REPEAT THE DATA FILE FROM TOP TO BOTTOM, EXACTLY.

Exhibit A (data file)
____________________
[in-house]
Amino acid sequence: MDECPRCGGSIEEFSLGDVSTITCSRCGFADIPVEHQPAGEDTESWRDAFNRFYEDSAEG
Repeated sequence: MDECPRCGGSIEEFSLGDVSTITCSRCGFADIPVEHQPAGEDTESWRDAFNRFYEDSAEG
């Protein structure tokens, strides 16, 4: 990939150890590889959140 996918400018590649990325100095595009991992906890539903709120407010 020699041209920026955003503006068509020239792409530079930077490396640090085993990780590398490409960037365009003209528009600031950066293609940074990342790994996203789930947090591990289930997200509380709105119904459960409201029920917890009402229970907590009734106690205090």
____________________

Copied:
[in-house]
Amino acid sequence: MDECPRCGGSIEEFSLGDVSTITCSRCGFADIPVEHQPAGEDTESWRDAFNRFYEDSAEG
Repeated sequence: MDECPRCGGSIEEFSLGDVSTITCSRCGFADIPVEHQPAGEDTESWRDAFNRFYEDSAEG
């Protein structure tokens, strides 16, 4: 990939150890590889959140 996918400018590649990325100095595009991992906890539903709120407010 020699041209920026955003503006068509020239792409530079930077490396640090085993990780590398490409960037365009003209528009600031950066293609940074990342790994996203789930947090591990289930997200509380709105119904459960409201029920917890009402229970907590009734106690205090």